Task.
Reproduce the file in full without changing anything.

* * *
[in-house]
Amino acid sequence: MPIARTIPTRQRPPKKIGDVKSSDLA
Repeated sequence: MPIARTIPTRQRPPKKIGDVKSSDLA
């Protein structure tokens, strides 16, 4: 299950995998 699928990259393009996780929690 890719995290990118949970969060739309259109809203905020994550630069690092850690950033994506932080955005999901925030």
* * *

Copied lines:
[in-house]
Amino acid sequence: MPIARTIPTRQRPPKKIGDVKSSDLA
Repeated sequence: MPIARTIPTRQRPPKKIGDVKSSDLA
């Protein structure tokens, strides 16, 4: 299950995998 699928990259393009996780929690 890719995290990118949970969060739309259109809203905020994550630069690092850690950033994506932080955005999901925030």